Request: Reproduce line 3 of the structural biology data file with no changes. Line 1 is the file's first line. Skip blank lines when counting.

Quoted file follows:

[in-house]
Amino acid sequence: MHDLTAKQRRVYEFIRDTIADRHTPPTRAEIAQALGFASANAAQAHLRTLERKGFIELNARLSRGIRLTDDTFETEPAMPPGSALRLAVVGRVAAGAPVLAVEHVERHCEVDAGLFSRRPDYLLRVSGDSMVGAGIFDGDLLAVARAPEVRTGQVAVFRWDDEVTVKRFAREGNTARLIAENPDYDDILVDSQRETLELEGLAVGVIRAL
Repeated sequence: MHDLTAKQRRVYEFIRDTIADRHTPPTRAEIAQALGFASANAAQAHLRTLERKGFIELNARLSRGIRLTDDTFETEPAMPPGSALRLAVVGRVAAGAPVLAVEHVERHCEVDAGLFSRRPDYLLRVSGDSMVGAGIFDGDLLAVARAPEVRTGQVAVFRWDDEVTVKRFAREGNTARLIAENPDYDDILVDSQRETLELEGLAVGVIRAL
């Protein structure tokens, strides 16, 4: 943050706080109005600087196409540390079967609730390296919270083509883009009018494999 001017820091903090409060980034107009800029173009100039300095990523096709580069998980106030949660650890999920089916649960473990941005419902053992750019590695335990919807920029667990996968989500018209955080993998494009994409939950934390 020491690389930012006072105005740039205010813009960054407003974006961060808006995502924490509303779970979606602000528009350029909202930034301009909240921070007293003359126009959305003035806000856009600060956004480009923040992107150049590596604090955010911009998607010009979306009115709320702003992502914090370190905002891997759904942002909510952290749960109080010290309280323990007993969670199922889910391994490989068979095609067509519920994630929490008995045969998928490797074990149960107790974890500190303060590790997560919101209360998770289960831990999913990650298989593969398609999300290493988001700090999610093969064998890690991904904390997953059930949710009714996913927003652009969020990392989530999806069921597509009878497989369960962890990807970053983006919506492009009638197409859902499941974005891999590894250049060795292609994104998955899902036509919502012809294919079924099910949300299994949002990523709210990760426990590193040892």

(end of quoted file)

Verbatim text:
Repeated sequence: MHDLTAKQRRVYEFIRDTIADRHTPPTRAEIAQALGFASANAAQAHLRTLERKGFIELNARLSRGIRLTDDTFETEPAMPPGSALRLAVVGRVAAGAPVLAVEHVERHCEVDAGLFSRRPDYLLRVSGDSMVGAGIFDGDLLAVARAPEVRTGQVAVFRWDDEVTVKRFAREGNTARLIAENPDYDDILVDSQRETLELEGLAVGVIRAL